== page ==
The reality is that any major Party that goes to the next Federal election in 2022 on a platform of knocking down all existing coal mines will not be in govt. That's where the Australian electorate is at the moment. The ALP's ETS, which the Greens repeatedly blocked, would have massively hastened the demise of coal mines in Australia by forcing them to pay a premium for their carbon emissions.


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PostPosted: Thu Jan 30, 2020 11:26 am 
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guy smiley wrote:
They should be pasting Morrison and his party’s environmental policies this summer, flaying them. Instead they’re reassuring us Adani will go ahead.


Yes that's exactly it guy. If ever there was opportunity to grab the ball by the collar and run with it.


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PostPosted: Sun Feb 02, 2020 6:59 am 
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Bridget McKenzie goooooooooooooooone... resigned.


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PostPosted: Sun Feb 02, 2020 7:47 am 
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Slim 293 wrote:
Bridget McKenzie goooooooooooooooone... resigned.



Good riddance.

Although of course she has resigned on a technicality, for not disclosing her membership of a club that was awarded a grant, rather than for deliberate corruption and using $100 million of taxpayers money to help the Coalition win an election.

As they said on Insiders today, McKenzie losing her ministry for non disclosure is like Al Capone being done for tax evasion. She has acted corruptly and should be facing jail time, not just a stint on the back bench.


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PostPosted: Sun Feb 02, 2020 8:22 am 
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Ali's Choice wrote:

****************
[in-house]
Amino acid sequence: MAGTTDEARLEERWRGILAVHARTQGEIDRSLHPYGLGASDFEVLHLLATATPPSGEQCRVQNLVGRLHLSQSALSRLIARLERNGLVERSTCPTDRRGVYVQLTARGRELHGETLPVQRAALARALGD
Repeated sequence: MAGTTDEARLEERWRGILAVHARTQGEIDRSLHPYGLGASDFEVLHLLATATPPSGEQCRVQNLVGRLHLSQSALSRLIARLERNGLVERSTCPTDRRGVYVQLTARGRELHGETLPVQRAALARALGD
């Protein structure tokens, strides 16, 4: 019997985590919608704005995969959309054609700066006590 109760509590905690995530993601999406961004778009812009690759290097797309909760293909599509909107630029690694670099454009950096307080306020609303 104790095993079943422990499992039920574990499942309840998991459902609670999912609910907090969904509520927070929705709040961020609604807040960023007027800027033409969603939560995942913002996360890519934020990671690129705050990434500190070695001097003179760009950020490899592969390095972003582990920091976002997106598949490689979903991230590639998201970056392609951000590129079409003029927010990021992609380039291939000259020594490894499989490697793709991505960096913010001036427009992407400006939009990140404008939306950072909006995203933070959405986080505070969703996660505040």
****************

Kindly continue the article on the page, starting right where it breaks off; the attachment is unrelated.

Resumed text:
guy smiley wrote:
If by ‘more nuanced’ you mean a more coal loving dinosaur than Clive Palmer then yeah, I guess.

The argument in favour, as I recall you putting it, was jobs in a depressed area. That sits well with Adani’s declared intention to set up an automated mine that will employ a few score people as it proudly delivers profits offshore in a climate destroying imbroglio that all Queenslanders can be proud of.


If it was up to me the mine would never have been approved or built. But it has been approved, building has started, and no amount of good intentions or idealism will change that.

Starting to construct it and bringing it to the point where it's producing - even allowing for a downsized project - are separate and distinct steps with an ocean of money between them.

A while back Adani gave up on chasing external finance and plumped for 'self-funding'. Okeydoke then, let's see if internal financing can get the hole in the ground dug and coal delivered to the port. I'm betting on the answer being no.

Specifically, my bet is on Adani going boo hoo hoo and putting the hand out to whoever the Qld government is 2021.

Ali's Choice wrote:
The reality is that any major Party that goes to the next Federal election in 2022 on a platform of knocking down all existing coal mines will not be in govt.

The reality is that no major party has such a platform.


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PostPosted: Sun Feb 02, 2020 2:58 pm